0

I currently switched my BTRFS-based gentoo system to using raid1 (basically a 2nd harddisk got unused, so I used it as raid1).

I could extend the btrfs filesystem with a second device in raid1 mode. But since then grub2 will not boot any longer. Is it possible to let grub2 boot into a btrfs root filesystem which uses raid1 (and is on a subvolume), without having an initramfs? Until yet I never used an initramfs, because on gentoo this seems to be a bit too complex.

When I try booting, I only get kernel panics - it seems the kernel cannot properly mount the rootfs. Until I switched to raid1 for the rootfs, though, the system did boot normally, so this seems to be caused by raid1.

Another related question - both partitions (sda5,sdb5) used for the rootfs have the same UUID. Is this normal?

2

Yes, it is possible to do so, but it can be unreliable.

You need to explicitly tell the kernel about each individual device of the volume using the rootflags parameter on the kernel command-line like so:

rootflags=device=/dev/sda5,device=/dev/sdb5

This has a couple of very specific limitations:

  • It may not work if you're using an old kernel. I've only done this on 4.10 and newer myself, but I know it did not work on some 3.x kernels.
  • You can only use device paths for the device= values, and they have to be paths that aren't created by udev. Without an initramfs, you don't have the luxury of using blkid to find devices, and you don't have links created by udev yet when you try to mount the root filesystem.
  • You will need to manually update thisany time you change your partition layout.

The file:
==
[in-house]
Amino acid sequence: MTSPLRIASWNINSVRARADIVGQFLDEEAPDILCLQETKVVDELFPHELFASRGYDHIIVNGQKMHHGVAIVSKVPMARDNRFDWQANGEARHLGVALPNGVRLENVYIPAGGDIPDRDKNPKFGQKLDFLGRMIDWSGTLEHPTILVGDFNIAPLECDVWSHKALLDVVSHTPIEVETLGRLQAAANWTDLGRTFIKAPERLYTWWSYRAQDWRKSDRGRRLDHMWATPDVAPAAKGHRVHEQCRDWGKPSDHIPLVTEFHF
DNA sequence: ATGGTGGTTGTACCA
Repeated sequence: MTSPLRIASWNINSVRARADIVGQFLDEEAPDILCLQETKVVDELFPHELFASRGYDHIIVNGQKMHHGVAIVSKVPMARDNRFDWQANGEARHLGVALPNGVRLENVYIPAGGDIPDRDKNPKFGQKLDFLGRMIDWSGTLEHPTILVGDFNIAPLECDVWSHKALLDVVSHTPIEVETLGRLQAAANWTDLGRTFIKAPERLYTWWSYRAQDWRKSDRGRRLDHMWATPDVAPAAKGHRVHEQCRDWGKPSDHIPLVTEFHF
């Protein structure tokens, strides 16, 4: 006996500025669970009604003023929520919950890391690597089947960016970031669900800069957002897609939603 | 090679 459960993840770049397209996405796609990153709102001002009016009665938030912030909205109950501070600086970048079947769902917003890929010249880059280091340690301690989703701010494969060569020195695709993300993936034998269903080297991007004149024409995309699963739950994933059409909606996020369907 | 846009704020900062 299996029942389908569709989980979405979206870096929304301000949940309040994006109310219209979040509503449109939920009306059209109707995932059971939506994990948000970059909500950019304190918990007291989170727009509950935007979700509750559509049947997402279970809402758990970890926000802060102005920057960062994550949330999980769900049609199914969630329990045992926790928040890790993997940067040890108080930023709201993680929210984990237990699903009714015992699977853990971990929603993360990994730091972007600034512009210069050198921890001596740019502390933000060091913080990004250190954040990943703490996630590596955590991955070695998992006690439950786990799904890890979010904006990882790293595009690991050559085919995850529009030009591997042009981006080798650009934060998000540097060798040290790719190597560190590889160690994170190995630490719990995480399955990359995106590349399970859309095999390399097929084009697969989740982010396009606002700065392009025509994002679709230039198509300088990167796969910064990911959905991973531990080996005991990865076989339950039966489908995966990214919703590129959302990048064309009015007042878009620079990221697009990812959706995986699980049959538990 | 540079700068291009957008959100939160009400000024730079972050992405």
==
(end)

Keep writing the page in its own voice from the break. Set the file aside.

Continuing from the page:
As to your secondary question, yes, it is normal for each device in a BTRFS volume to share the same UUID. UUID's as reported by blkid and similar tools are per-filesystem, not per-device, so a multi-device filesystem will show the same UUID for each component device.

0

I did experiment with the "device=..." approach, but it did not work at all - I reliably got a kernel panic on startup. This may be due to the fact that I am using 4.9.76 as kernel - maybe this only works for 4.10 or newer. Anyways - I gave up, looked at https://wiki.gentoo.org/wiki/Btrfs/Native_System_Root_Guide (I am using gentoo) and built an initramfs according to this guide. If you follow this guide, though, you may also need to add following lines to the file initramfs_list:

    #some devices
    nod /dev/console 644 0 0 c 5 1
    nod /dev/tty0    644 0 0 c 4 0

Otherwise you may get a "cannot open initial console" error.

This initramfs based approach works now.

Your Answer

By clicking “Post Your Answer”, you agree to our terms of service, privacy policy and cookie policy

Not the answer you're looking for? Browse other questions tagged or ask your own question.